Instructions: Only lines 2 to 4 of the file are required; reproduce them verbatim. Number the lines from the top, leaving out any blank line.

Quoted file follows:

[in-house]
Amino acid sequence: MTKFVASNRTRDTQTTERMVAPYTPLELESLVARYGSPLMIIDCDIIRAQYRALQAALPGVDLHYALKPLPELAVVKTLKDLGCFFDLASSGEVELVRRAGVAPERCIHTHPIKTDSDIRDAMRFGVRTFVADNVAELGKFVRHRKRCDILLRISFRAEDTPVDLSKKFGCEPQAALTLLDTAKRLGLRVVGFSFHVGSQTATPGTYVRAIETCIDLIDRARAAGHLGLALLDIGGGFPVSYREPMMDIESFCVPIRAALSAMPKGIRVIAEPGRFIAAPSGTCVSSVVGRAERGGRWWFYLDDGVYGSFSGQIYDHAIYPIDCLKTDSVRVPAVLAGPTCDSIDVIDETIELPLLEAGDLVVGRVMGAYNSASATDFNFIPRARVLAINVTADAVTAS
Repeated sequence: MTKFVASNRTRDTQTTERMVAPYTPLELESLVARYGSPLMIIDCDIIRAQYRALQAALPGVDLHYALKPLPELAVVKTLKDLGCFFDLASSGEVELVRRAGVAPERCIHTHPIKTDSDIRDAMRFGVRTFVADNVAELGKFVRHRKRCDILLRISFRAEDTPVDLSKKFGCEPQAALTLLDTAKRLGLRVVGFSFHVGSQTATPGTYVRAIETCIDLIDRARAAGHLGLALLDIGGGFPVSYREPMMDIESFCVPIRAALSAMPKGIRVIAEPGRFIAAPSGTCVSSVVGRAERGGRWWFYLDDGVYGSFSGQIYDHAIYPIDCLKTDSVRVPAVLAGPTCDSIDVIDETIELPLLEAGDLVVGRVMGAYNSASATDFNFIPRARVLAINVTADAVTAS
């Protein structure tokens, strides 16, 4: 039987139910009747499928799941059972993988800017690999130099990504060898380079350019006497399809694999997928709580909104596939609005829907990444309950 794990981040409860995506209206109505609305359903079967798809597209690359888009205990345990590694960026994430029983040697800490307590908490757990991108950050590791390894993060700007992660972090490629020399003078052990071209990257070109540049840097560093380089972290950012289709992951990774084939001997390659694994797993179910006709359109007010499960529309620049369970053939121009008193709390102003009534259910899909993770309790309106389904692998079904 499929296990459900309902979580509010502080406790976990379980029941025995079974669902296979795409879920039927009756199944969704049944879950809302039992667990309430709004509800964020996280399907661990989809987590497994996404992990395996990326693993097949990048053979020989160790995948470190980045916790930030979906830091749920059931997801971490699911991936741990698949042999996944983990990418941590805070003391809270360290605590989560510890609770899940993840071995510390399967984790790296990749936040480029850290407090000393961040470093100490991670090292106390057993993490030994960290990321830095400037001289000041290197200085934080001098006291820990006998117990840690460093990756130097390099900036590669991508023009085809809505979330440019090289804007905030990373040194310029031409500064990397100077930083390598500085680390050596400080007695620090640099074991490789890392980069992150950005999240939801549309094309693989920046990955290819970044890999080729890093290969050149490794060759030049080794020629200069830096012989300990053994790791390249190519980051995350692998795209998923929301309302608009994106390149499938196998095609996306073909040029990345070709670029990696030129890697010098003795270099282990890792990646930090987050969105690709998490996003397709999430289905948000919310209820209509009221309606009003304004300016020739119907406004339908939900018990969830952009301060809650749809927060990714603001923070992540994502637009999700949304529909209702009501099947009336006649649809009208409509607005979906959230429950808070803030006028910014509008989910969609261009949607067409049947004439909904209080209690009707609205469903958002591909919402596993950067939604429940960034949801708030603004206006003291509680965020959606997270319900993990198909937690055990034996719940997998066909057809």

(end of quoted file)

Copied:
Amino acid sequence: MTKFVASNRTRDTQTTERMVAPYTPLELESLVARYGSPLMIIDCDIIRAQYRALQAALPGVDLHYALKPLPELAVVKTLKDLGCFFDLASSGEVELVRRAGVAPERCIHTHPIKTDSDIRDAMRFGVRTFVADNVAELGKFVRHRKRCDILLRISFRAEDTPVDLSKKFGCEPQAALTLLDTAKRLGLRVVGFSFHVGSQTATPGTYVRAIETCIDLIDRARAAGHLGLALLDIGGGFPVSYREPMMDIESFCVPIRAALSAMPKGIRVIAEPGRFIAAPSGTCVSSVVGRAERGGRWWFYLDDGVYGSFSGQIYDHAIYPIDCLKTDSVRVPAVLAGPTCDSIDVIDETIELPLLEAGDLVVGRVMGAYNSASATDFNFIPRARVLAINVTADAVTAS
Repeated sequence: MTKFVASNRTRDTQTTERMVAPYTPLELESLVARYGSPLMIIDCDIIRAQYRALQAALPGVDLHYALKPLPELAVVKTLKDLGCFFDLASSGEVELVRRAGVAPERCIHTHPIKTDSDIRDAMRFGVRTFVADNVAELGKFVRHRKRCDILLRISFRAEDTPVDLSKKFGCEPQAALTLLDTAKRLGLRVVGFSFHVGSQTATPGTYVRAIETCIDLIDRARAAGHLGLALLDIGGGFPVSYREPMMDIESFCVPIRAALSAMPKGIRVIAEPGRFIAAPSGTCVSSVVGRAERGGRWWFYLDDGVYGSFSGQIYDHAIYPIDCLKTDSVRVPAVLAGPTCDSIDVIDETIELPLLEAGDLVVGRVMGAYNSASATDFNFIPRARVLAINVTADAVTAS
């Protein structure tokens, strides 16, 4: 039987139910009747499928799941059972993988800017690999130099990504060898380079350019006497399809694999997928709580909104596939609005829907990444309950 794990981040409860995506209206109505609305359903079967798809597209690359888009205990345990590694960026994430029983040697800490307590908490757990991108950050590791390894993060700007992660972090490629020399003078052990071209990257070109540049840097560093380089972290950012289709992951990774084939001997390659694994797993179910006709359109007010499960529309620049369970053939121009008193709390102003009534259910899909993770309790309106389904692998079904 499929296990459900309902979580509010502080406790976990379980029941025995079974669902296979795409879920039927009756199944969704049944879950809302039992667990309430709004509800964020996280399907661990989809987590497994996404992990395996990326693993097949990048053979020989160790995948470190980045916790930030979906830091749920059931997801971490699911991936741990698949042999996944983990990418941590805070003391809270360290605590989560510890609770899940993840071995510390399967984790790296990749936040480029850290407090000393961040470093100490991670090292106390057993993490030994960290990321830095400037001289000041290197200085934080001098006291820990006998117990840690460093990756130097390099900036590669991508023009085809809505979330440019090289804007905030990373040194310029031409500064990397100077930083390598500085680390050596400080007695620090640099074991490789890392980069992150950005999240939801549309094309693989920046990955290819970044890999080729890093290969050149490794060759030049080794020629200069830096012989300990053994790791390249190519980051995350692998795209998923929301309302608009994106390149499938196998095609996306073909040029990345070709670029990696030129890697010098003795270099282990890792990646930090987050969105690709998490996003397709999430289905948000919310209820209509009221309606009003304004300016020739119907406004339908939900018990969830952009301060809650749809927060990714603001923070992540994502637009999700949304529909209702009501099947009336006649649809009208409509607005979906959230429950808070803030006028910014509008989910969609261009949607067409049947004439909904209080209690009707609205469903958002591909919402596993950067939604429940960034949801708030603004206006003291509680965020959606997270319900993990198909937690055990034996719940997998066909057809």